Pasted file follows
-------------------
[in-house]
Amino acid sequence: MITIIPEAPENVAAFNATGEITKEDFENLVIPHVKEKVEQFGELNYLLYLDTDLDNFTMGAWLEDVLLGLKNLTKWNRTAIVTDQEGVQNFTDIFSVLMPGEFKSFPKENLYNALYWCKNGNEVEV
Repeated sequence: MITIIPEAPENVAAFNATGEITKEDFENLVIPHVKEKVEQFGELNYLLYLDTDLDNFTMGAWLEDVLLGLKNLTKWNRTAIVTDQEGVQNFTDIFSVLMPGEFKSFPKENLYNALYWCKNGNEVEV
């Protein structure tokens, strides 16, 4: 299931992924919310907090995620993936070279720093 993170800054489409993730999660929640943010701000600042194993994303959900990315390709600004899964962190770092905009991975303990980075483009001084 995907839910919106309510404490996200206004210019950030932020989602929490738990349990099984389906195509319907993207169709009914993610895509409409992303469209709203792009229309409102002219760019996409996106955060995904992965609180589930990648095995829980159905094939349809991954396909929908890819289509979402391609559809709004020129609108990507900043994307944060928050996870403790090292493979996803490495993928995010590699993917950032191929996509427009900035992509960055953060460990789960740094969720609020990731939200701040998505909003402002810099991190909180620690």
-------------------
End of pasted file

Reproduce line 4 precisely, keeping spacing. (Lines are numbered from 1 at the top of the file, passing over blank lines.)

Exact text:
């Protein structure tokens, strides 16, 4: 299931992924919310907090995620993936070279720093 993170800054489409993730999660929640943010701000600042194993994303959900990315390709600004899964962190770092905009991975303990980075483009001084 995907839910919106309510404490996200206004210019950030932020989602929490738990349990099984389906195509319907993207169709009914993610895509409409992303469209709203792009229309409102002219760019996409996106955060995904992965609180589930990648095995829980159905094939349809991954396909929908890819289509979402391609559809709004020129609108990507900043994307944060928050996870403790090292493979996803490495993928995010590699993917950032191929996509427009900035992509960055953060460990789960740094969720609020990731939200701040998505909003402002810099991190909180620690």